• The Alchemist Pub & Brewery in Waterbury concocts gluten-free beer with sorghum instead of barley. www.alchemistbeer.com or 244-4120.
• The Woodchuck Cidery in Middlebury brews hard cider from apples rather than ingredients with gluten. www.woodchuck.com or 388-0700.
Against the Grain Gourmet in Brattleboro turns out gluten-free artisan baguettes, rolls, bagels and pizzas. www.againstthegraingourmet.com or 258-3838.
Many grocery stores now offer gluten free food sections including Natural Provisions in Williston and Healthy Living in South Burlington.
“Older people may have limited transportation and more social isolation, see changes in their senses of smell and taste — appetite killers. So eating well can fall by the wayside,” says Robin Edelman, a dietician who is the administrator of the diabetic program at the Vermont Department of Health in Burlington.
She mentions some staggering statistics: “About 50,000 Vermonters of all ages have diabetes, though only 31,000 of them know it. So one-quarter to one-third don’t realize they have this chronic disease. But 130,000 adults in the state have pre-diabetes conditions. Diet and exercise to lose five to ten percent of a person’s current body weight is the best way to prevent or at least delay the onset.”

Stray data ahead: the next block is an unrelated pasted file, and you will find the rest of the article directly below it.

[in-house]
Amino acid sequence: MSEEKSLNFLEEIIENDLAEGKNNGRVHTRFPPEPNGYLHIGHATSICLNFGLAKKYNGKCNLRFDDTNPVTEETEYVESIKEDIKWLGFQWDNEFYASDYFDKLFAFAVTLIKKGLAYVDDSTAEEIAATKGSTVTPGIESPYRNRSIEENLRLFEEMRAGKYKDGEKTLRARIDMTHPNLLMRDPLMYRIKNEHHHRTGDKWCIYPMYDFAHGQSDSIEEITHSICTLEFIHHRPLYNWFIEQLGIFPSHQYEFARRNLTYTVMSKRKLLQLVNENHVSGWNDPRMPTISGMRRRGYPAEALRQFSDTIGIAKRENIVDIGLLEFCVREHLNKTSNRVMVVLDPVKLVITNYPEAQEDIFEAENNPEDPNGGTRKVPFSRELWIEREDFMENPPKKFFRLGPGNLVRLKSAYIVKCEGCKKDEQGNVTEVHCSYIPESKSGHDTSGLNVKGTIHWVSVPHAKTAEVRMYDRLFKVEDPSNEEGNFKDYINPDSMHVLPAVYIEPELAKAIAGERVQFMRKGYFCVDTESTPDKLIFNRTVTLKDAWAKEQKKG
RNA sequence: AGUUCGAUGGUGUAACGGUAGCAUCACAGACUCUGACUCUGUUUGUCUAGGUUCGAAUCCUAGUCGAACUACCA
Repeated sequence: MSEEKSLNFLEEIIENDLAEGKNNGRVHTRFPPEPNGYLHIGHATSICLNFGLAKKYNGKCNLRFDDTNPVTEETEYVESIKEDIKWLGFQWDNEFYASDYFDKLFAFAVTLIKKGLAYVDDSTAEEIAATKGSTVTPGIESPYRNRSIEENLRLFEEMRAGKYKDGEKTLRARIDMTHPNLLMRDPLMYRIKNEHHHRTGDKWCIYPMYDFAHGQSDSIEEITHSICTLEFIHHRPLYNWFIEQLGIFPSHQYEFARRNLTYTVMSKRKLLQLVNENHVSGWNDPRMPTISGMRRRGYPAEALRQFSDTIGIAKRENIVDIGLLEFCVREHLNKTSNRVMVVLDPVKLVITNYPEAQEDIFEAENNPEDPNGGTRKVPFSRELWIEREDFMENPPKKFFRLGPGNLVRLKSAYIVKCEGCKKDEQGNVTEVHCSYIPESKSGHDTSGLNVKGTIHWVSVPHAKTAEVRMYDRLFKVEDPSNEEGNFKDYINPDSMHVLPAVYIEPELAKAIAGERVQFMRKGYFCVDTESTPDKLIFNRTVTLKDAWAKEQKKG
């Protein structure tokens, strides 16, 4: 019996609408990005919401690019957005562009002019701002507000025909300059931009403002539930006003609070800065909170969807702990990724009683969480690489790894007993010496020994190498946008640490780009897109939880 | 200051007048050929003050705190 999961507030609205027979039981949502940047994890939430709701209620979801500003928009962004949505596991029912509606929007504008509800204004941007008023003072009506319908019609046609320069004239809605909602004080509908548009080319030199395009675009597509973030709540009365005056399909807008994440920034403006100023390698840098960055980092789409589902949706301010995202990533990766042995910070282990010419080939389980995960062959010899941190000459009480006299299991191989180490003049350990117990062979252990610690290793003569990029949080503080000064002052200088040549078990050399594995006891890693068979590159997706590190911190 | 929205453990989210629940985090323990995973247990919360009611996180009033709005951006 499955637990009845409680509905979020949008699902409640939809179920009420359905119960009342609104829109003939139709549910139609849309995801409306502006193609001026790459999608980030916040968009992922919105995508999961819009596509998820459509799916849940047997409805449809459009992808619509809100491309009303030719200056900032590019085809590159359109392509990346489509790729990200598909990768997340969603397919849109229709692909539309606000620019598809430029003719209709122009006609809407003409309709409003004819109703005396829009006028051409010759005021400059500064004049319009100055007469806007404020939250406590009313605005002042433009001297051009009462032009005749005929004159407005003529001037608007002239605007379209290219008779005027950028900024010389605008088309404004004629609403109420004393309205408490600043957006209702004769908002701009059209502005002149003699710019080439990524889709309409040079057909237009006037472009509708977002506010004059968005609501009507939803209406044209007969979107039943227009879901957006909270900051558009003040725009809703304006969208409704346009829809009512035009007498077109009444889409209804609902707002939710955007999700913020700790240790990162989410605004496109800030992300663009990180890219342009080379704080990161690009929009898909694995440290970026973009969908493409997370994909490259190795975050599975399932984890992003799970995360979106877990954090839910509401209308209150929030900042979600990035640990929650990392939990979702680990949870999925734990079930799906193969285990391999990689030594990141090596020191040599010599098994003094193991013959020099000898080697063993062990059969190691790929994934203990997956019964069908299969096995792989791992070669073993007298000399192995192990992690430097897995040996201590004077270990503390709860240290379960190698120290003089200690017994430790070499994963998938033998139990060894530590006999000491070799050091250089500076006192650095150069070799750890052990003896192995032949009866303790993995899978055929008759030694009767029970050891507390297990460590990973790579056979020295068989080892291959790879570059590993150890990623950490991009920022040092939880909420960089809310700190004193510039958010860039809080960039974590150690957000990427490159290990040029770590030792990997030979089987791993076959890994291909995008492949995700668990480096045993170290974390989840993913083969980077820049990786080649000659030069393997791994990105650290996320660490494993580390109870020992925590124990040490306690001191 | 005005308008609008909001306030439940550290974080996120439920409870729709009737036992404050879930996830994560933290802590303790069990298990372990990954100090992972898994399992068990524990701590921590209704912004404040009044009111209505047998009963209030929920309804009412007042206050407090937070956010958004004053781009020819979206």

For diabetes and a host of other “complex chronic diseases,” Edelman urges people to avoid empty calories and pick foods without fat, especially saturated and trans fats, and find a support system to help make behavioral changes that will manage the problem.
Community services are available, she says, adding that Fletcher Allen Health Care maintains The Diet Line (847-3438) at no cost. “You get a recorded message, give your name and phone number, and a dietician will call you back.”